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Mathematics is a dangerous profession; an appreciable proportion of us go mad.
In A Mathematician’s Miscellany (1953), reissued as Béla Bollobás (ed.), Littlewood’s Miscellany (1986), 104.
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Mathematics is indeed dangerous in that it absorbs students to such a degree that it dulls their senses to everything else.
While a student, an observation made about his teacher, Professor Karl Schellbach. Quoted, without citation, in Howard W. Eves, Mathematical Circles Adieu, (1977).
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Most of the dangerous aspects of technological civilization arise, not from its complexities, but from the fact that modern man has become more interested in the machines and industrial goods themselves than in their use to human ends.
In A God Within (1972).
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Mountains are not fair or unfair, they are just dangerous.
…...
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Nazis started the Science of Eugenics. It’s the theory that to them, justified the holocaust. The problem is the Science has been broadly accepted around the world, including the United States. We even went as far as to hire the Scientists that were working on it and brought them over here rather then charging them with war crimes. [Project Paperclip] I think it is a very dangerous Science that contains ideologies that are a grave danger to the entire world.
James Dye
…...
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No voyage is dangerous to the one who waves from the shore.
Aphorism as given by the fictional character Dezhnev Senior, in Fantastic Voyage II: Destination Brain (1987), 104.
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Now any dogma, based primarily on faith and emotionalism, is a dangerous weapon to use on others, since it is almost impossible to guarantee that the weapon will never be turned on the user.
In The Foundation Trilogy (1951), 155.
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Of all regions of the earth none invites speculation more than that which lies beneath our feet, and in none is speculation more dangerous; yet, apart from speculation, it is little that we can say regarding the constitution of the interior of the earth. We know, with sufficient accuracy for most purposes, its size and shape: we know that its mean density is about 5½ times that of water, that the density must increase towards the centre, and that the temperature must be high, but beyond these facts little can be said to be known. Many theories of the earth have been propounded at different times: the central substance of the earth has been supposed to be fiery, fluid, solid, and gaseous in turn, till geologists have turned in despair from the subject, and become inclined to confine their attention to the outermost crust of the earth, leaving its centre as a playground for mathematicians.
'The Constitution of the Interior of the Earth, as Revealed by Earthquakes', Quarterly Journal of the Geological Society (1906), 62, 456.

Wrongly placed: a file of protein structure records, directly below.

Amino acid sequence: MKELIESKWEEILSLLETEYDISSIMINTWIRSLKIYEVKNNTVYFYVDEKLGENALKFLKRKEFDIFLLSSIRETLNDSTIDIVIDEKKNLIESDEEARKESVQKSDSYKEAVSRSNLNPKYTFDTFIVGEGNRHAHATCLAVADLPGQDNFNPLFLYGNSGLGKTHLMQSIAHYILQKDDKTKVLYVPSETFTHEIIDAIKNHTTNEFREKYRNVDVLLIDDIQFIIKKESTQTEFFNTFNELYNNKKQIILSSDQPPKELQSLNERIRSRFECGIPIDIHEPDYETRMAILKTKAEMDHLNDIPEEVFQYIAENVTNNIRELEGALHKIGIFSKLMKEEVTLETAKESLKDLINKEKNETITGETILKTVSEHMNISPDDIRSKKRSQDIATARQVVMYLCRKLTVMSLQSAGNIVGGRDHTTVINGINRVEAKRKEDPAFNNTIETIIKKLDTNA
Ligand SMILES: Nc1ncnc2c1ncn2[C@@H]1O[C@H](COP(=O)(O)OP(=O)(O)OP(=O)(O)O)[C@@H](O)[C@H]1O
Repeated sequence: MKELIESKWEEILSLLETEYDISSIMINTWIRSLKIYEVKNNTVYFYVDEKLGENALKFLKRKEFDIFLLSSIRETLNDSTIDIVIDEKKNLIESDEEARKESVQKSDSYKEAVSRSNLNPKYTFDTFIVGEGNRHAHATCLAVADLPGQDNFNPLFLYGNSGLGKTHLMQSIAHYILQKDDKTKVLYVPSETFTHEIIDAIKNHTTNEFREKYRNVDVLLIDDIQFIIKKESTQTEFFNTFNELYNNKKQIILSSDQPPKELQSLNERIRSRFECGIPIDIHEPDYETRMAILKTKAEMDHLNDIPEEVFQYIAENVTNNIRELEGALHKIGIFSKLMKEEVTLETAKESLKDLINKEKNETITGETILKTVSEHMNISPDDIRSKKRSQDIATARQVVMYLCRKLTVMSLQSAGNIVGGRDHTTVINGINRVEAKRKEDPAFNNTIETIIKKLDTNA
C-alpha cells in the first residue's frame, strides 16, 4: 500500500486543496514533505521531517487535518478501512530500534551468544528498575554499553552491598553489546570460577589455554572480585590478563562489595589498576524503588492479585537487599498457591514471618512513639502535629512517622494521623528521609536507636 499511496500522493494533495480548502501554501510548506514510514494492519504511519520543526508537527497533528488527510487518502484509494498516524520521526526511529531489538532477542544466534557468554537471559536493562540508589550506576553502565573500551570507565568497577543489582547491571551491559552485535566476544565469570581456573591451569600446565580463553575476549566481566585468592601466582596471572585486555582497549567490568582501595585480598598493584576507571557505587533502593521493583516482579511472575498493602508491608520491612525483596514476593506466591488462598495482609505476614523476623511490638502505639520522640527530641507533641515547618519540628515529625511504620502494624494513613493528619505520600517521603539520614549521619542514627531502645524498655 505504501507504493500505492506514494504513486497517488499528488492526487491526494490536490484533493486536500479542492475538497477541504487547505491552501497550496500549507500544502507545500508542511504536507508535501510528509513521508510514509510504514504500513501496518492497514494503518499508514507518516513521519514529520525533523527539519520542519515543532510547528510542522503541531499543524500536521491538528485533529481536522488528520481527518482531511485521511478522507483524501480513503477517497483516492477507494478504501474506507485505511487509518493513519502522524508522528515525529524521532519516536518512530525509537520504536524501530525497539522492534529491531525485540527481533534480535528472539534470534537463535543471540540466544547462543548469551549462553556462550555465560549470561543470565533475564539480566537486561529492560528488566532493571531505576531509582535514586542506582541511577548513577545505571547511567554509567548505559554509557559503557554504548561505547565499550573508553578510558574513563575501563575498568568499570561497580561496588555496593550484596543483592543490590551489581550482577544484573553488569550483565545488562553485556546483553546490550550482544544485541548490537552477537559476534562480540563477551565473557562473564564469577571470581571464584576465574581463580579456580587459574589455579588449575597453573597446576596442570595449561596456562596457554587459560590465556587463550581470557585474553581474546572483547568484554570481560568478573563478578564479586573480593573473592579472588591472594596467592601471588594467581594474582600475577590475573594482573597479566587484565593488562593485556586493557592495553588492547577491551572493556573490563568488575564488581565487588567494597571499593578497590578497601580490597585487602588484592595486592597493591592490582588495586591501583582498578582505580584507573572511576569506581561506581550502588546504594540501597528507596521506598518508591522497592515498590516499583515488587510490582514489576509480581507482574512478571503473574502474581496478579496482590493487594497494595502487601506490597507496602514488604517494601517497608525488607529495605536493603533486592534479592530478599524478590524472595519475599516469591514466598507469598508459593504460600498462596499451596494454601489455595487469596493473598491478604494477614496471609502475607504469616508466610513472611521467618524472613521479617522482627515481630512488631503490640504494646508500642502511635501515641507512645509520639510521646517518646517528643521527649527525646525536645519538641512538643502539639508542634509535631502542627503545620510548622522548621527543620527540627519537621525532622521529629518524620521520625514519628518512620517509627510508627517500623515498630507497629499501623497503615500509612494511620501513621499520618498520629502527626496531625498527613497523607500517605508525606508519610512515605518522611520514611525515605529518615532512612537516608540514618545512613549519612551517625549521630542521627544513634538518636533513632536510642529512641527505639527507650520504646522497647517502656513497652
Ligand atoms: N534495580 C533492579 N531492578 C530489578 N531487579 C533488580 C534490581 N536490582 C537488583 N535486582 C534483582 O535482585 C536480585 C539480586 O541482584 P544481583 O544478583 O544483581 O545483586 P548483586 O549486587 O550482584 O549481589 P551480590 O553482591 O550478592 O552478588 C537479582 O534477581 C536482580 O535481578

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On May 7, a few weeks after the accident at Three-Mile Island, I was in Washington. I was there to refute some of that propaganda that Ralph Nader, Jane Fonda and their kind are spewing to the news media in their attempt to frighten people away from nuclear power. I am 71 years old, and I was working 20 hours a day. The strain was too much. The next day, I suffered a heart attack. You might say that I was the only one whose health was affected by that reactor near Harrisburg. No, that would be wrong. It was not the reactor. It was Jane Fonda. Reactors are not dangerous.
From statement, published as a two-page advertisement, 'I Was the Only Victim of Three-Mile Island', placed by Dresser Industries in The Wall Street Journal (31 Jul 1979), U.S. Representative Larry McDonald entered the entire content of the ad, as Extensions of Remarks, into the Congressional Record: Proceedings and Debates of the Congress (18 Dec 1979), 36876. [Note: The Three Mile Island accident happened on 28 Mar 1979. —Webmaster]
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One may say that predictions are dangerous particularly for the future. If the danger involved in a prediction is not incurred, no consequence follows and the uncertainty principle is not violated.
Edward Teller , Wendy Teller and Wilson Talley, Conversations from the Dark Side of Physics (1991, 2002), 235.
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Only to often on meeting scientific men, even those of genuine distiction, one finds that they are dull fellows and very stupid. They know one thing to excess; they know nothing else. Pursuing facts too doggedly and unimaginatively, they miss all the charming things that are not facts. ... Too much learning, like too little learning, is an unpleasant and dangerous thing.
A Second Mencken Chrestomathy: A New Selection from the Writings of America's Legendary Editor, Critic, and Wit (2006), 157.
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Plots have I laid, inductions dangerous…